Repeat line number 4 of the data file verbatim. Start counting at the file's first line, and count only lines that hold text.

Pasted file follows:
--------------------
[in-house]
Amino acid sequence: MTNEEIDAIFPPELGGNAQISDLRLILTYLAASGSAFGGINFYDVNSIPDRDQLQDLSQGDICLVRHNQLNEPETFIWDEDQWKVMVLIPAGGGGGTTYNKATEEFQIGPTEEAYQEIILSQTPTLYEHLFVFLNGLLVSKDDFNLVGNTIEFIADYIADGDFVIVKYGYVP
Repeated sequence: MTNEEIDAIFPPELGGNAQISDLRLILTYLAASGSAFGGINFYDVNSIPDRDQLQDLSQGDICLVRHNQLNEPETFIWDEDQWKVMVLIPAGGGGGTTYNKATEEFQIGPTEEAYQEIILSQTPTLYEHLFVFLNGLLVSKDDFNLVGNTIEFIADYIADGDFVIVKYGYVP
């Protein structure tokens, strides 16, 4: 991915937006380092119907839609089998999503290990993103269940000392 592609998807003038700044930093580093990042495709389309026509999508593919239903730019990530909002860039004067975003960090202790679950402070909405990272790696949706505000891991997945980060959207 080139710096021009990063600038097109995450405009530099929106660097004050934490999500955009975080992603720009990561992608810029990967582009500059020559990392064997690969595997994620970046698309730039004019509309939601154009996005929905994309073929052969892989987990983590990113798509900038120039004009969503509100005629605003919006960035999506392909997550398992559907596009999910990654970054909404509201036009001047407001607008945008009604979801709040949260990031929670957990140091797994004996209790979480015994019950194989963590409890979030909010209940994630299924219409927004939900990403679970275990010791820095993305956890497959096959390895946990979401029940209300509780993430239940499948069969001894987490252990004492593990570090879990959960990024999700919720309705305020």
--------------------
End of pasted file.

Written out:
């Protein structure tokens, strides 16, 4: 991915937006380092119907839609089998999503290990993103269940000392 592609998807003038700044930093580093990042495709389309026509999508593919239903730019990530909002860039004067975003960090202790679950402070909405990272790696949706505000891991997945980060959207 080139710096021009990063600038097109995450405009530099929106660097004050934490999500955009975080992603720009990561992608810029990967582009500059020559990392064997690969595997994620970046698309730039004019509309939601154009996005929905994309073929052969892989987990983590990113798509900038120039004009969503509100005629605003919006960035999506392909997550398992559907596009999910990654970054909404509201036009001047407001607008945008009604979801709040949260990031929670957990140091797994004996209790979480015994019950194989963590409890979030909010209940994630299924219409927004939900990403679970275990010791820095993305956890497959096959390895946990979401029940209300509780993430239940499948069969001894987490252990004492593990570090879990959960990024999700919720309705305020």